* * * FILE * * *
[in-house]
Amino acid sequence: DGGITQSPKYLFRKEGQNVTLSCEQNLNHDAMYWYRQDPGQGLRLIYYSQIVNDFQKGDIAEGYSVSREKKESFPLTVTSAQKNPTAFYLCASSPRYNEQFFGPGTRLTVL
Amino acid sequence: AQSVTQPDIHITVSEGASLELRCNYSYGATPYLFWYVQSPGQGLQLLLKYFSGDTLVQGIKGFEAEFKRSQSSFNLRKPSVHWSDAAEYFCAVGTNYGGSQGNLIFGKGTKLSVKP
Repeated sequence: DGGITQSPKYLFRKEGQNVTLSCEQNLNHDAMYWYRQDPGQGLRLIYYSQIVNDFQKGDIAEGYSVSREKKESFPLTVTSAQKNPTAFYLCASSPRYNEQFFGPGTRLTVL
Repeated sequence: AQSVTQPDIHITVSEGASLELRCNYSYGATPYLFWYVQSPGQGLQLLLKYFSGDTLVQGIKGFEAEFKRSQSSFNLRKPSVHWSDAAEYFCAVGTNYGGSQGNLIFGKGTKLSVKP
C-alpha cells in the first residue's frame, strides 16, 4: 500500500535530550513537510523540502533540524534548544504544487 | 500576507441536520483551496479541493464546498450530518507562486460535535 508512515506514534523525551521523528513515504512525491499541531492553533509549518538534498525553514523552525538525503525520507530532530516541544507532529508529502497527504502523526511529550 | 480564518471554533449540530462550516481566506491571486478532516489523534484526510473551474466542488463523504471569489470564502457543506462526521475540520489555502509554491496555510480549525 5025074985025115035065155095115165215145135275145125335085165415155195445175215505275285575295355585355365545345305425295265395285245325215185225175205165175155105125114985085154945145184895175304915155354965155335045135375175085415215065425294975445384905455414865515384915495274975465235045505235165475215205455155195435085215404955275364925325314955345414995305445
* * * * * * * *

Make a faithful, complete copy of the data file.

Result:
[in-house]
Amino acid sequence: DGGITQSPKYLFRKEGQNVTLSCEQNLNHDAMYWYRQDPGQGLRLIYYSQIVNDFQKGDIAEGYSVSREKKESFPLTVTSAQKNPTAFYLCASSPRYNEQFFGPGTRLTVL
Amino acid sequence: AQSVTQPDIHITVSEGASLELRCNYSYGATPYLFWYVQSPGQGLQLLLKYFSGDTLVQGIKGFEAEFKRSQSSFNLRKPSVHWSDAAEYFCAVGTNYGGSQGNLIFGKGTKLSVKP
Repeated sequence: DGGITQSPKYLFRKEGQNVTLSCEQNLNHDAMYWYRQDPGQGLRLIYYSQIVNDFQKGDIAEGYSVSREKKESFPLTVTSAQKNPTAFYLCASSPRYNEQFFGPGTRLTVL
Repeated sequence: AQSVTQPDIHITVSEGASLELRCNYSYGATPYLFWYVQSPGQGLQLLLKYFSGDTLVQGIKGFEAEFKRSQSSFNLRKPSVHWSDAAEYFCAVGTNYGGSQGNLIFGKGTKLSVKP
C-alpha cells in the first residue's frame, strides 16, 4: 500500500535530550513537510523540502533540524534548544504544487 | 500576507441536520483551496479541493464546498450530518507562486460535535 508512515506514534523525551521523528513515504512525491499541531492553533509549518538534498525553514523552525538525503525520507530532530516541544507532529508529502497527504502523526511529550 | 480564518471554533449540530462550516481566506491571486478532516489523534484526510473551474466542488463523504471569489470564502457543506462526521475540520489555502509554491496555510480549525 5025074985025115035065155095115165215145135275145125335085165415155195445175215505275285575295355585355365545345305425295265395285245325215185225175205165175155105125114985085154945145184895175304915155354965155335045135375175085415215065425294975445384905455414865515384915495274975465235045505235165475215205455155195435085215404955275364925325314955345414995305445